Defining the ethical supply chainPut simply, an ethical supply chain delivers the highest levels of ethical and sustainable operations. On average, an organisation’s supply chain contributes 5.5 times as many greenhouse gas emissions as its own operations.
With this in mind, organisations must work closely with their partner network to build an ethical supply chain. To achieve this, having the right technology in place – and a network that has bought into and exchanges data through it – is imperative.
Digitisation is key: technology is transforming the way the world works one industry at a time, and the transport and logistics industry is no different. To move towards an ethical supply chain, businesses should digitise and automate supply chain-based transactions with electronic data interchange (EDI) solutions. By doing so, businesses will experience reduced energy usage, greenhouse gas emissions, water consumption and solid waste. In my role at OpenText, I see customers digitise more than 26 billion transactions each year via EDI; this equates to almost 6 million trees saved.
Developing a trusted partner networkInformation is at the core of delivering a sustainable supply chain. Given the complex nature of a global supply chain, organisations need to have full visibility and transparency across all activities, from their employees to suppliers and trading partners. By having access to supplier information, including provenance of materials, environmental performance, and the ability to share it with customers, organisations ensure accountability across the entire supply chain.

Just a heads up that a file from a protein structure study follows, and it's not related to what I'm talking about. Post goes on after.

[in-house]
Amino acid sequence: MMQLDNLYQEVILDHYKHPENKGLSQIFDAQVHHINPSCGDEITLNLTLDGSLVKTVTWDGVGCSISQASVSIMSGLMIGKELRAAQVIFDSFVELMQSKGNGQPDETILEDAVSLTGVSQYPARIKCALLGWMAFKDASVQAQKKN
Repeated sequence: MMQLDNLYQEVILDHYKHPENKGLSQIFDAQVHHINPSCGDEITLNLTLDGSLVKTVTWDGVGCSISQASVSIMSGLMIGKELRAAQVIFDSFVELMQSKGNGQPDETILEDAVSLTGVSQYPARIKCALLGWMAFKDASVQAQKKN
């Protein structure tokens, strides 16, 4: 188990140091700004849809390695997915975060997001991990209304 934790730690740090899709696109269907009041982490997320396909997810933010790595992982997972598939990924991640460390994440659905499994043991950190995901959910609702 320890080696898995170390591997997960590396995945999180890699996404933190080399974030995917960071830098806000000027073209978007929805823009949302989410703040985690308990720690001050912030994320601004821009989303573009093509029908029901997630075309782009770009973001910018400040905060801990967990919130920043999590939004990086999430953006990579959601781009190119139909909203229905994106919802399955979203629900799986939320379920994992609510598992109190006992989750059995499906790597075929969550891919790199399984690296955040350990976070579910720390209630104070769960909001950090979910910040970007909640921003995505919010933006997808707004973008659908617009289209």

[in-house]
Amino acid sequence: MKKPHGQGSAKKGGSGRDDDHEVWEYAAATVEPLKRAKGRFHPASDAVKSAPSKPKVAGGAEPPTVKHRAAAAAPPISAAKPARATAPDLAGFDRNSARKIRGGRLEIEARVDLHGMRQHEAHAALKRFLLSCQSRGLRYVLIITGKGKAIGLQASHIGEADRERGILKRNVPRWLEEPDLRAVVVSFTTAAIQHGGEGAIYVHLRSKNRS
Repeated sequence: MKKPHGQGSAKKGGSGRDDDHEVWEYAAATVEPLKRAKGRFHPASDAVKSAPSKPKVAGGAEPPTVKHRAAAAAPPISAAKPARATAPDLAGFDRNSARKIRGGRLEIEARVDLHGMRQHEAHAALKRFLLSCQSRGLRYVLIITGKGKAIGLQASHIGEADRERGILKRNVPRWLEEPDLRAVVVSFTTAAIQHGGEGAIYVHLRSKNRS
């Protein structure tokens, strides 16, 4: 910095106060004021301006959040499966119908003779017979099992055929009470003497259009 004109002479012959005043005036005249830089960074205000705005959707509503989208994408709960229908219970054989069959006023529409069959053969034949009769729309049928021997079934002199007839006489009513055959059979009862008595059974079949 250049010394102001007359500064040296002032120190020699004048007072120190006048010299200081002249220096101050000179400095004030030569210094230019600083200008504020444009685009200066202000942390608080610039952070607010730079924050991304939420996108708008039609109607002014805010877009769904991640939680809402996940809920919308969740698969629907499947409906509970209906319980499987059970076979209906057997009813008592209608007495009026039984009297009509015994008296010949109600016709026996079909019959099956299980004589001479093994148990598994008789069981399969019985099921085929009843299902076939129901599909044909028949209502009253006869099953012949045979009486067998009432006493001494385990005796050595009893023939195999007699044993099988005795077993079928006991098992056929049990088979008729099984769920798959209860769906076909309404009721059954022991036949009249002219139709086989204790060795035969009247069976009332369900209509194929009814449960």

Interestingly, 71% of organisations have a supplier code of conduct, but only half enforce the policy, revealing a disconnect between intent and action.
Businesses should look to establish a centralised repository or directory of suppliers and any associated information relating to their ethical and sustainable working practices. This directory will allow organisations to get a greater understanding of their partner network and how ethical their supply chain really is. In addition, it ensures accountability is maintained should any unethical practices occur. OpenText recently introduced our Global Partner Directory to help companies achieve this goal.
Delivering a truly ethical supply chainFor businesses to continue to grow in today’s climate, a greater emphasis must be placed on ethical and sustainable practices, extending to the supply chain. Customers will no longer allow organisations to pass blame, if the offender is part of an organisation’s supply chain network.
In order to deliver a truly ethical supply chain, the implementation of the right technology is paramount. Companies that continue to compete on price alone will quickly crumble, while the organisations that do ‘the right thing’ will prosper and develop long-term customers.
Mark Morley is the director of strategic product marketing and a manufacturing industry strategist at OpenText, a provider of enterprise information management (EIM) solutions which help companies simplify, transform and accelerate how information is used across their digital business